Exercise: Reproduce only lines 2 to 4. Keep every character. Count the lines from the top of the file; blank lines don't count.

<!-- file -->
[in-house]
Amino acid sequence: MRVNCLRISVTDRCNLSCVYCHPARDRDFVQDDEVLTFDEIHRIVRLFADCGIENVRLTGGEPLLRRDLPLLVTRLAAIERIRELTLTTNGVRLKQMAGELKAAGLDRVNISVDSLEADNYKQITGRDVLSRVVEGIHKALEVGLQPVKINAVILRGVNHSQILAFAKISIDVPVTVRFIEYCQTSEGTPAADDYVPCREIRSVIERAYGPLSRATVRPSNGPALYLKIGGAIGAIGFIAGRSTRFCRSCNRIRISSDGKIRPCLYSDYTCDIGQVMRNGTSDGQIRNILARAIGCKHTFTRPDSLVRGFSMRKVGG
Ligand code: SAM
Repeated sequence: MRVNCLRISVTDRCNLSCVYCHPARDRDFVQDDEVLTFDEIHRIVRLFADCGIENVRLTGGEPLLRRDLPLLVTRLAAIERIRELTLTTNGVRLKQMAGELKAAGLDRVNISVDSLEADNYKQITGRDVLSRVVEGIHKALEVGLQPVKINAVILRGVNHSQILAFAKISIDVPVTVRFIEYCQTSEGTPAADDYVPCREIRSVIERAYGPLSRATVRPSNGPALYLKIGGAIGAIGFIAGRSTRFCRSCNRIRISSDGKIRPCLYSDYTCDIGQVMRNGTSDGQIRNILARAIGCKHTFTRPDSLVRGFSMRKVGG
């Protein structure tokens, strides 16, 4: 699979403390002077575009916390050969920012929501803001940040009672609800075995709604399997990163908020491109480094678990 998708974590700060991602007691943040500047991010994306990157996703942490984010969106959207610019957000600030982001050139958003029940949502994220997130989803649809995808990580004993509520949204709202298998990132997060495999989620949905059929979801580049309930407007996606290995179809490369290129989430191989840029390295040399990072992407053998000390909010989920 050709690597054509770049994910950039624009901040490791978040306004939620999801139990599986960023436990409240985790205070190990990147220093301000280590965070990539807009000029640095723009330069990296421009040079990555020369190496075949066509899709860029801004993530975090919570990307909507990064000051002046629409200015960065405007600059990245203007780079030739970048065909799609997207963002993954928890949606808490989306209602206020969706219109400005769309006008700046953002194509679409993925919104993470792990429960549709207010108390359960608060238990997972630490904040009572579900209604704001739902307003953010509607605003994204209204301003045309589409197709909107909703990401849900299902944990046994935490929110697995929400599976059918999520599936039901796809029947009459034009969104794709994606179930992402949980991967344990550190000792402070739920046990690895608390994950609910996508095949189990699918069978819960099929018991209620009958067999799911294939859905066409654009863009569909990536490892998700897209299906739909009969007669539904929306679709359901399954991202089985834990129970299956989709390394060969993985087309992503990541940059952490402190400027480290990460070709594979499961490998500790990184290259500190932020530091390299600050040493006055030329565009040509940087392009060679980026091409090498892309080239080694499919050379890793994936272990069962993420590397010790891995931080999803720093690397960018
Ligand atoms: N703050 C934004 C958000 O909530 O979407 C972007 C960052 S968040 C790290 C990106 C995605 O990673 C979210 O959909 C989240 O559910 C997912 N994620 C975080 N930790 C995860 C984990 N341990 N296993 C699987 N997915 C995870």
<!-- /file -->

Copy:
Amino acid sequence: MRVNCLRISVTDRCNLSCVYCHPARDRDFVQDDEVLTFDEIHRIVRLFADCGIENVRLTGGEPLLRRDLPLLVTRLAAIERIRELTLTTNGVRLKQMAGELKAAGLDRVNISVDSLEADNYKQITGRDVLSRVVEGIHKALEVGLQPVKINAVILRGVNHSQILAFAKISIDVPVTVRFIEYCQTSEGTPAADDYVPCREIRSVIERAYGPLSRATVRPSNGPALYLKIGGAIGAIGFIAGRSTRFCRSCNRIRISSDGKIRPCLYSDYTCDIGQVMRNGTSDGQIRNILARAIGCKHTFTRPDSLVRGFSMRKVGG
Ligand code: SAM
Repeated sequence: MRVNCLRISVTDRCNLSCVYCHPARDRDFVQDDEVLTFDEIHRIVRLFADCGIENVRLTGGEPLLRRDLPLLVTRLAAIERIRELTLTTNGVRLKQMAGELKAAGLDRVNISVDSLEADNYKQITGRDVLSRVVEGIHKALEVGLQPVKINAVILRGVNHSQILAFAKISIDVPVTVRFIEYCQTSEGTPAADDYVPCREIRSVIERAYGPLSRATVRPSNGPALYLKIGGAIGAIGFIAGRSTRFCRSCNRIRISSDGKIRPCLYSDYTCDIGQVMRNGTSDGQIRNILARAIGCKHTFTRPDSLVRGFSMRKVGG